“Face Value” – When Phil Collins’ Solo Gamble Paid Off

phil collins

Seated between the epic tracks on Genesis’ Selling England By The Pound‘s was “More Fool Me,” a sickly sweet love song. If demonstrably lighter than the band’s typical songs of the time, it at least showcased Phil Collins’ delicate set of pipes. Yet his allegiance was to the drums, as he found himself less than eager to fill the mercurial Peter Gabriel’s position after Gabriel left in 1975.

Related: “Ever Wondered What It Might Be Like to Tour Manage A Band Like Genesis?”

Invariably though, Collins ended up singing on A Trick Of The Tail and Wind & Wuthering when a more suitable replacement proved unavailable. In his own way, he aped Gabriel’s style, doubling as he did on drums and vocals. The starry-eyed acoustics on …And Then There Were Three… matched Collins’ “blokier” persona.  “Many Too Many” and “Follow You, Follow Me” helped make Collins a popular frontman, especially among North American audiences. Gabriel proved one of Collins’ loudest admirers.


Inevitably, this rise in popularity proved taxing for Collins as he had to honor commitments both to his band and to his family. Granted a hiatus from Genesis, Collins flew to Vancouver to work through the problems in his marriage. “I went off for two months to try and sort things out” Collins admitted in 1979. “…I was never going to leave the band. It was just that if I was going to be living in Vancouver then we’d have had to organize ourselves differently.”

His bandmates buried themselves in work projects they’d spent years deferring. Bassist Mike Rutherford took Smallcreep’s Day as an opportunity to collaborate with former Genesis guitarist Anthony Phillips, while Tony Banks chose to record A Curious Feeling virtually alone. Collins’ Canadian crusade, meanwhile, ended in failure and he flew back to England. Perched at his Surrey side piano, Collins looked inside himself to write,  opening a lyrical valve he’d traditionally demurred to the other band members.

Reuniting with Genesis for the excellent Duke, Collins played his bandmates the demos he’d cobbled, from which “Please Don’t Ask” and “Misunderstanding” were elected for recording. What was leftover, he salvaged for a solo debut, Face Value, an epic album that mixed personal stress and a newly-urgent vocal style.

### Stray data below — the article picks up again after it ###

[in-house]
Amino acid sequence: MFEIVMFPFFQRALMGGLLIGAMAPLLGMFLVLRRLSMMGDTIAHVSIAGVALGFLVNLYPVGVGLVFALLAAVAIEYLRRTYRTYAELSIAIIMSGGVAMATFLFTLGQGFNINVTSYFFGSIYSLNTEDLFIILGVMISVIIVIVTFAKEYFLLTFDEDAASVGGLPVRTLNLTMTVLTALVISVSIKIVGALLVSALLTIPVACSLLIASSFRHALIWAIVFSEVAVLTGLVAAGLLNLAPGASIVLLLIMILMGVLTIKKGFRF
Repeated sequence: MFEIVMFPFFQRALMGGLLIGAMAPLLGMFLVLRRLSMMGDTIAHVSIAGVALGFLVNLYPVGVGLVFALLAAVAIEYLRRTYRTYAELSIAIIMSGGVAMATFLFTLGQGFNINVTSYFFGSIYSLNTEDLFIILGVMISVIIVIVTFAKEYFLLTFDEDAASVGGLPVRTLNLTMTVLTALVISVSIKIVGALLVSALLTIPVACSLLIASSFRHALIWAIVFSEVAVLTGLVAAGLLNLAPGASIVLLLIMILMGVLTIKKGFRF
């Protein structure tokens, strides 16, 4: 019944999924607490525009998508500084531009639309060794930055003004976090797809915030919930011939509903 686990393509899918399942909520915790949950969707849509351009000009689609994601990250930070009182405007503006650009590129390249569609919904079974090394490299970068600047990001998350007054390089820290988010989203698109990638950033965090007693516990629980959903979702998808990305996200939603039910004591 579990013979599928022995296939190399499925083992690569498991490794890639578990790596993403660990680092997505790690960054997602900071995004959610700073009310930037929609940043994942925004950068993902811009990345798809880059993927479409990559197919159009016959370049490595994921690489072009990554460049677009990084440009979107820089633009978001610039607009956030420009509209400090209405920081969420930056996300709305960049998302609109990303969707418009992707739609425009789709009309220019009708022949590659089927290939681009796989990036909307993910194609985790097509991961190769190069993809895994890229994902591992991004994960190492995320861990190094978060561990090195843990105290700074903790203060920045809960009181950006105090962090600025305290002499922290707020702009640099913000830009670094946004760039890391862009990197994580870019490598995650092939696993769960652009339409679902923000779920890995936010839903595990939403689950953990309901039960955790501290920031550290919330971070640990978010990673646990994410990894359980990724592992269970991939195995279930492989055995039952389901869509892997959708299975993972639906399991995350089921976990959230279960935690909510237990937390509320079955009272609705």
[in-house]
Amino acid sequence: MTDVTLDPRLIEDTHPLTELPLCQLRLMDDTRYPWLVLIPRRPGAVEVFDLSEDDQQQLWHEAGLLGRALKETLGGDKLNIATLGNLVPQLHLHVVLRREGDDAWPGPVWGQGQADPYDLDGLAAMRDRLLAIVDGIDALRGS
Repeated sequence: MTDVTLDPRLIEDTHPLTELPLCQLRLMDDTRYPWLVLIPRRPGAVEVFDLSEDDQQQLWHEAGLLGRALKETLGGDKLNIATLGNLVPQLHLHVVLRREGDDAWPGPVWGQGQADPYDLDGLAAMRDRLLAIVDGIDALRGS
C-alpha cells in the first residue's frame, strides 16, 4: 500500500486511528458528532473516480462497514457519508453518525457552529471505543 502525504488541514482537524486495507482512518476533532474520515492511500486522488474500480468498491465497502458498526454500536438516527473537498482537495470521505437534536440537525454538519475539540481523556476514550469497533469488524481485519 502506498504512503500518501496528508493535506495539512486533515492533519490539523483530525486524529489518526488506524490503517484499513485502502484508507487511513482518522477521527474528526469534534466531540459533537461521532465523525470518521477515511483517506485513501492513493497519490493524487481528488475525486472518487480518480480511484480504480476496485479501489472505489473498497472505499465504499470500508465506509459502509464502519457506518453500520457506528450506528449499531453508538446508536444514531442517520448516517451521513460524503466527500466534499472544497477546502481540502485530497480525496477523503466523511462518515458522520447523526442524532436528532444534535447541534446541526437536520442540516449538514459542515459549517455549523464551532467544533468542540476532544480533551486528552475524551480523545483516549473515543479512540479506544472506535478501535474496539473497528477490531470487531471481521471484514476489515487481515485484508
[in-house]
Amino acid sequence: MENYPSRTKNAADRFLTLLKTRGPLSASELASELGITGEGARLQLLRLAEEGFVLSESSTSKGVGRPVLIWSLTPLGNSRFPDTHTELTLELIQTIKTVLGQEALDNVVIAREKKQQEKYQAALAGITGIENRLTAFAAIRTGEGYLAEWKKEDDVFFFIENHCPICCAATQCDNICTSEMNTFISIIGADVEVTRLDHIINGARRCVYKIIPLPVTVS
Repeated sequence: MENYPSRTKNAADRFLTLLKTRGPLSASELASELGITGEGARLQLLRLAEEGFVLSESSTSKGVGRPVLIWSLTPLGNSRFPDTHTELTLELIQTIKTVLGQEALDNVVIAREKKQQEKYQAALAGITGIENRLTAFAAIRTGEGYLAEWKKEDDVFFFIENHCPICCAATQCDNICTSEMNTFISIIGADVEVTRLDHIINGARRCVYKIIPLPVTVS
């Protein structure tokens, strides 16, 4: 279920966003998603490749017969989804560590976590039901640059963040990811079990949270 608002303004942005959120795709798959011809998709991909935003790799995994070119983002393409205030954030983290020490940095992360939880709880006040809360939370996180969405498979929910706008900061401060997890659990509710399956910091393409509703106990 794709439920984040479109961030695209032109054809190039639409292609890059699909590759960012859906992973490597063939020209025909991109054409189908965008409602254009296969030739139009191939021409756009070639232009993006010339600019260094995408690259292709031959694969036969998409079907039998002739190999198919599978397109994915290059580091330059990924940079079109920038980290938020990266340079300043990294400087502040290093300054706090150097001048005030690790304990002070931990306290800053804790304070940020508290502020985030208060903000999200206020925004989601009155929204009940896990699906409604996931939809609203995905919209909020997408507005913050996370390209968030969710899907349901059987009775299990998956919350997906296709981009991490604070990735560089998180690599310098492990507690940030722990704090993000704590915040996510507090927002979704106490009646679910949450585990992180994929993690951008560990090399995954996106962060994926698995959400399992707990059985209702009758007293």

Returning to the 1979 tapes in January 1981, Collins confided in Hugh Padgham, a fiery engineer the drummer had met on Gabriel’s third album, that he didn’t wish to re-record the demos. Transferring the eight-track tapes to twenty-four track, Collins invited The Phoenix Horns for overdubs.

Distancing himself from the agrarian Englishness that formed Genesis’ output at the time, Collins turned to his love of American music. Inspired by The Jacksons, The Weather Report and Earth, Wind and Fire, the drummer played with soft rock pristine that softened his harrowed lyrics. “Behind The Lines” and “I Missed Again” danced with funk fusion, “The Roof Is Leaking” shook with blues ambiance. “Tomorrow Never Knows”, Collins’s timely tribute to John Lennon’s death, crashed with unnerving feeling.  Collins was photographed on the cover in a tight closeup shot, symbolically inviting listeners into the dispirited head of its creator.

“If Leaving Me Is Easy”, a testimonial to Collins’ condensed rage, boasted lilting parts from Eric Clapton, while the slow-burning “In The Air Tonight” showcased one of rock’s most exciting drum shuffles. And yet the song’s greatest power came from Collins’ haunting vocal. His Top of The Pops performance raised eyebrows when a paint bucket set in the background seemed a thinly veiled insult at his wife’s involvement with a decorator.

“In The Air Tonight” has become the most enduring hit of his career. It started Collins on a trajectory, one he balanced with Genesis duties. Invisible Touch followed No Jacket Required into the Billboard Top Five and by the mid-eighties, Collins was so popular that he was invited to play at both the London and Philadelphia Live Aid shows.

Related: “U2 At LiveAid: Breaking Down Barriers”

Ubiquity came at a price. Hardened prog fans held Collins personally accountable for the diminishing qualities of the latter-day Genesis albums, job-hungry journalists fed off his personal lives. His louche lounge-style became the subject of Spitting Image parody as the Eighties wore on (although he was game to appear as one of their famed puppets in the Genesis video for “Land of Confusion.’) Whatever the qualities of his later work, there’s nothing to parody on Face Value, a marvelous display of stark introspection. It started him on a path, one he still leads to this day and it began with only the most basic of tools: three chords, a drum kit, and a broken heart.

-Eoghan Lyng

Photo Credit: Getty Images

Other Posts You Might Like

1 comment on ““Face Value” – When Phil Collins’ Solo Gamble Paid Off

  1. Sandra Stella

    Dun Dun Dun Dun Dun Dun Dun: I can feel it…

Leave a Reply (and please be kind!)